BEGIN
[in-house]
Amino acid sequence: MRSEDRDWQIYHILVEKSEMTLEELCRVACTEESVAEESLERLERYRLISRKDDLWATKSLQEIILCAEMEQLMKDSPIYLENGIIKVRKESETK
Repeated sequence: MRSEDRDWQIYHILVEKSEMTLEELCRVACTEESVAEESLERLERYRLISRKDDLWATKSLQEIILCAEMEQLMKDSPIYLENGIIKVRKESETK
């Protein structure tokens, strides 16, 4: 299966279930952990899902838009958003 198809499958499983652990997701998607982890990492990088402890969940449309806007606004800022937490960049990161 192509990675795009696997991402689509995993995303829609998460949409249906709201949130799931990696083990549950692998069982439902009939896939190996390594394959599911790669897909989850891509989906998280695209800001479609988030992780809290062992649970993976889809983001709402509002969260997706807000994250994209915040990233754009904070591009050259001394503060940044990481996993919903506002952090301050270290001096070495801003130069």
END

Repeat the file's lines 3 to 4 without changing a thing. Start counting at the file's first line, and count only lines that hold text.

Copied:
Repeated sequence: MRSEDRDWQIYHILVEKSEMTLEELCRVACTEESVAEESLERLERYRLISRKDDLWATKSLQEIILCAEMEQLMKDSPIYLENGIIKVRKESETK
């Protein structure tokens, strides 16, 4: 299966279930952990899902838009958003 198809499958499983652990997701998607982890990492990088402890969940449309806007606004800022937490960049990161 192509990675795009696997991402689509995993995303829609998460949409249906709201949130799931990696083990549950692998069982439902009939896939190996390594394959599911790669897909989850891509989906998280695209800001479609988030992780809290062992649970993976889809983001709402509002969260997706807000994250994209915040990233754009904070591009050259001394503060940044990481996993919903506002952090301050270290001096070495801003130069």